UPDATE: Natalie Bunch's attorney Will Webster sent 1819 News the following statement regarding Judge Phillip Wood upholding the Guntersville School Board's decision to terminate Bunch:

"We are disappointed but not surprised by this outcome. Based on the Students First Act, which governs teacher terminations, the ALJ had very little leeway to overturn the Board’s decision. However, Natalie and I believed we had good grounds to pursue this matter as we did, and we have no regrets.

"We still disagree with the Board’s decision, which we believe was a gross miscarriage of justice. For context, the State Department of Education reviewed the same allegations against Natalie and simply asked her to take two online classes, which she has completed, and her certificate has been cleared. We are now in the process of evaluating Natalie’s next steps, and what happens next is hers to decide. She has so far handled herself with grace and dignity through what has been a nightmarish ordeal, and I would expect nothing less from her in the days to come."


On Wednesday, Judge Phillip Wood affirmed the Guntersville City Schools Board of Education’s decision to terminate former elementary teacher Natalie Bunch for her handling of a situation where a student licked her foot on multiple occasions.

After having been prescribed medication for previously assaulting Bunch last August, the unnamed K-5 student became more "touchy-feely" toward her and, over the course of the next few weeks, licked her toes on at least three different occasions. Bunch took photos of the third incident to document the behavior.

Once Guntersville Elementary School Principal John Doyle learned of the photos and the licking, he launched an investigation, resulting in Bunch's suspension and eventual termination in December 2022.

Last Friday, Bunch appealed to get her job back, claiming the school board’s decision was “arbitrary and capricious” since it violated her right to due process and was biased in how it punished her and not others who knew of the issues with the student.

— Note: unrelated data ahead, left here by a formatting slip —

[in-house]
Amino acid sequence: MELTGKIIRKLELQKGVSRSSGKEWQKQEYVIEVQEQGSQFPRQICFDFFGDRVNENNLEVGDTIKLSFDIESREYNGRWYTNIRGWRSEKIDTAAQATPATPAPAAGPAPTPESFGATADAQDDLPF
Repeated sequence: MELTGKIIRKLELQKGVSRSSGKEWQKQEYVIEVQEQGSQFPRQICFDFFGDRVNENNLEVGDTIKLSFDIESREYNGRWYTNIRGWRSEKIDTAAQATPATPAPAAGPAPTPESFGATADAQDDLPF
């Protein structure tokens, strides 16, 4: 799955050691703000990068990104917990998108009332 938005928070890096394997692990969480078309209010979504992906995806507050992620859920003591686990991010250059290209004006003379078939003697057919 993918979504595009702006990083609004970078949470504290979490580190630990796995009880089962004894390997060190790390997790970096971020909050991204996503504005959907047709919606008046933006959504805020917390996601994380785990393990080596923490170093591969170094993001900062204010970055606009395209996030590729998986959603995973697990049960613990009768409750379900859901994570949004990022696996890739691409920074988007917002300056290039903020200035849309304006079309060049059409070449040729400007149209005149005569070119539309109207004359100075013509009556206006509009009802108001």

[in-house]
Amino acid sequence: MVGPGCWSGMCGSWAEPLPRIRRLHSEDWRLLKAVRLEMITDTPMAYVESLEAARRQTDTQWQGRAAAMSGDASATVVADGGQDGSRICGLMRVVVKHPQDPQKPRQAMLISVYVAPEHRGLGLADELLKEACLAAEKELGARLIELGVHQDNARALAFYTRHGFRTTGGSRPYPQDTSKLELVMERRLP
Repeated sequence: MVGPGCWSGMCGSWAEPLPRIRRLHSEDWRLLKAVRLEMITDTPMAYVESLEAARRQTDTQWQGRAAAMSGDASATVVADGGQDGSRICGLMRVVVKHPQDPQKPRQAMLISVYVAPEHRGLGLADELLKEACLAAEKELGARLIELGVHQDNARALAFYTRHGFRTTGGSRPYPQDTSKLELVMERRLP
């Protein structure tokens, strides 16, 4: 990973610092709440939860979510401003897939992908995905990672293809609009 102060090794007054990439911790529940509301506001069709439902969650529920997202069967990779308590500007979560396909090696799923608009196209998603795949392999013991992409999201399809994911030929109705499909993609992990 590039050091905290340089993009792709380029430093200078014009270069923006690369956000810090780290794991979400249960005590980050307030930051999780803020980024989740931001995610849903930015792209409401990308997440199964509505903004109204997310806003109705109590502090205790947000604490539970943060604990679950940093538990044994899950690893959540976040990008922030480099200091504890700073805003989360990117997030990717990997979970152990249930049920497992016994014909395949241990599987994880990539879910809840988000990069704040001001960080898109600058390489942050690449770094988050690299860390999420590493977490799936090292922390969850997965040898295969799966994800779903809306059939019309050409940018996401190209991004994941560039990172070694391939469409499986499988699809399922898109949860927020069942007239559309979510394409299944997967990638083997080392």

Attorney for the school board Taylor Brooks argued that given the testimony and evidence presented at the initial hearings last fall, many of which contradicted Bunch’s account, the board members could reasonably reach their decision to terminate.

Judge Wood agreed.

“After consideration of the record, the applicable case law, and the arguments of counsel, the Hearing Officer finds that Natalie Bunch's right to due process was not violated, and the decision of the Board was not arbitrary or capricious,” Wood’s ruling read. “Accordingly, the Hearing Officer hereby upholds and affirms the decision of the Guntersville City Board of Education.”

The school board issued the following statement after Wood issued his ruling:

“Earlier today, Judge Wood issued a ruling on the termination appeal of Mrs. Natalie Bunch. In his ruling, he affirmed the termination decision previously made by the Superintendent and approved by the Board. The Superintendent and Board appreciate Judge Woods' thorough review and careful consideration of the facts, the legal briefs, and the oral arguments presented by both parties.

“We understand that this has been an extremely difficult time for many in our school system and our community. While the Superintendent and the Board never desire to terminate any employee, our duty to ensure the best for our students necessitates that such action be taken. In this particular instance, the Superintendent and Board firmly believe that, while this decision was difficult, it was made in the best interest of students — which will always be our top priority.

“The Superintendent and Board continue to wish Mrs. Bunch and her family well in her future endeavors. The Board’s hope is that the school system and community can turn its resources and attention towards our system’s needs and goals to build a better future for our students and our community.”

Editor's note: This article has been updated for clarity and to include comments from Natalie Bunch's lawyer, Will Webster.

To connect with the author of this story or to comment, email daniel.taylor@1819news.com.

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